In the span of a few days, Forrester and The Economist Intelligence Unit released quantitative reports based on surveys of social technology adoption. The EIU report, sponsored by Fast, a search engine company, is available for free if you register on the Fast website. The Forrester report can be purchased online ($279 - I have yet to purchase a copy, this article is based on extracts).
Forrester looks at consumer interaction in the age of the read/write web. Who are active participants (creators), who reads and comments (critics) and who lurks (spectators) - six categories in all. EIU interviewed managers in large companies about their experiences and expectations of social software.
A question I get asked frequently about social software is "How can we use it to save money?". While there are some specific business cases for cost reduction I have always felt that collaboration primarily fosters empowerment, innovation and the potential for better quality service; the EIU survey supports this notion with figures stating that 30% of executives expect social software to offer cost savings, nearly 80% see the potential for increased revenue or higher margins.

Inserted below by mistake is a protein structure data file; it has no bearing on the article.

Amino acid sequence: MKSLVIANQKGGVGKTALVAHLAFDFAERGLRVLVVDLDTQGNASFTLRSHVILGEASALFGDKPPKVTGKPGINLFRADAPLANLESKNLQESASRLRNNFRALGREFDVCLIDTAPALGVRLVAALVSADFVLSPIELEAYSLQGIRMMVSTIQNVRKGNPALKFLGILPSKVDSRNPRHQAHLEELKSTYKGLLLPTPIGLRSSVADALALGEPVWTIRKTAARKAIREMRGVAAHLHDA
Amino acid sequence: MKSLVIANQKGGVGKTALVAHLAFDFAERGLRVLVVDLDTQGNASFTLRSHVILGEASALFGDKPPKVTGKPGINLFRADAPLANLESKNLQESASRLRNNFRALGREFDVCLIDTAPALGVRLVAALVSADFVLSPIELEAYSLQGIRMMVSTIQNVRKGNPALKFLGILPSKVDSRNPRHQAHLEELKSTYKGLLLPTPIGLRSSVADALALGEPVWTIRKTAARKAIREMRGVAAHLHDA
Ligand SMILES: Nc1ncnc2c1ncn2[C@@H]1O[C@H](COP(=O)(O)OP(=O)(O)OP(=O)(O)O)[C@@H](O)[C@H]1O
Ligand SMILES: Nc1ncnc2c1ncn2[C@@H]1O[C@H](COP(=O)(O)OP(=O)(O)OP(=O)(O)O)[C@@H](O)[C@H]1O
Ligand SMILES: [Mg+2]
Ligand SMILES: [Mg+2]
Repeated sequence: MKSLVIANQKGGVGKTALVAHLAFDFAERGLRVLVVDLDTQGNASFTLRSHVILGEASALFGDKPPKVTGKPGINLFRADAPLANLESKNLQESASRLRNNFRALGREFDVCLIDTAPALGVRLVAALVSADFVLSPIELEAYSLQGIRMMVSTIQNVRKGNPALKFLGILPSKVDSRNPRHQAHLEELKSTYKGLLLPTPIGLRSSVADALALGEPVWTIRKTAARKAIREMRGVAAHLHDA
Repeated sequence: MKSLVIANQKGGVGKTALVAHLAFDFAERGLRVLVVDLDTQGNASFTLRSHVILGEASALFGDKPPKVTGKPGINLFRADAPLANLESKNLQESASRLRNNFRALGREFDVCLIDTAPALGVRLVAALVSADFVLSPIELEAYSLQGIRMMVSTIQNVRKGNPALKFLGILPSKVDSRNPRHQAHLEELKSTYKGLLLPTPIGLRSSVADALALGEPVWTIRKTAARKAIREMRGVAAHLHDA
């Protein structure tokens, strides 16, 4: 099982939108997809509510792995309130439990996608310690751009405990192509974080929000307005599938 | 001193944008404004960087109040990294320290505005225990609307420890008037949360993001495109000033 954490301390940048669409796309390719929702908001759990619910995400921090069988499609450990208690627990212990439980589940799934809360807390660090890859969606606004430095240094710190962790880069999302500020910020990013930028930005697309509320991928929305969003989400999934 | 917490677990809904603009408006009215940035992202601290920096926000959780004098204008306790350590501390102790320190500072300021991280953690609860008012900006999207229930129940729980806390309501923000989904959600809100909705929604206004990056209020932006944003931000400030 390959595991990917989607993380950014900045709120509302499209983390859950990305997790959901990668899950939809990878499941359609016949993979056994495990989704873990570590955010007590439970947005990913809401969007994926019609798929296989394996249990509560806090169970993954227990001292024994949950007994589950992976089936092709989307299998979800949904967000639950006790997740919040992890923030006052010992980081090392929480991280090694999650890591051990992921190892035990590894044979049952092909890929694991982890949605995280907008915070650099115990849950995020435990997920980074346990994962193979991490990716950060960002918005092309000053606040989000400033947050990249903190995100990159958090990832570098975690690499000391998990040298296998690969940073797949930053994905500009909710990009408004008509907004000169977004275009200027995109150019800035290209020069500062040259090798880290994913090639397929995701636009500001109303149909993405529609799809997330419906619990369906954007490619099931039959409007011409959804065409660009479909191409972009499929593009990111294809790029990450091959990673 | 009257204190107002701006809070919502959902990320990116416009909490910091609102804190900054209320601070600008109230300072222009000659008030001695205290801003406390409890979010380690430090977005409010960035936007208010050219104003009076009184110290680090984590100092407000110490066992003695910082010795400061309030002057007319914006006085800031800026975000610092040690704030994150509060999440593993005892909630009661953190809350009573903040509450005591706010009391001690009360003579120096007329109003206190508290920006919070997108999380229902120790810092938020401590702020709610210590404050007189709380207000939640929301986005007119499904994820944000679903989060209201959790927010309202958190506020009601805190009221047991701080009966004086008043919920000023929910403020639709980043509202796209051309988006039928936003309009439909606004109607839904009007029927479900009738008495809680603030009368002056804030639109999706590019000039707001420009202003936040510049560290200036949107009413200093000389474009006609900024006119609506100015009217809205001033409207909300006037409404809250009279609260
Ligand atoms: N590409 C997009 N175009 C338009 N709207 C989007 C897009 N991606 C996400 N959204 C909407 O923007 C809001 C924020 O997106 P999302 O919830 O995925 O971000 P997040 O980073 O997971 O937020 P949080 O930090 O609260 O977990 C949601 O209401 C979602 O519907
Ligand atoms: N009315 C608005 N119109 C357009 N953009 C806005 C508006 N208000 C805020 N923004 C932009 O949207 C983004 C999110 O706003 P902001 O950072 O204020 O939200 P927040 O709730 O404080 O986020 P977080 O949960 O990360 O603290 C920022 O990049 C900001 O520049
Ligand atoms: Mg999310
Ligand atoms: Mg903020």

Mashing up some of the quotes from the EIU survey, it confirms what early adopters have known for some time, namely that social tehnologies "have significant implications for big business" and that "the world's multinationals [have begun] to see many web 2.0 technologies as corporate tools" not just "frivolous" innovation amongst "enthusiasts, especially the young".
Scott Vine extracts key figures and quotes from the EIU report while Charlene Li and Ross Mayfield share their thoughts about the Forrester survey. Although the Forrester survey uses a different classification, it provides a quantitative view of Ross's widely quoted power law of participation.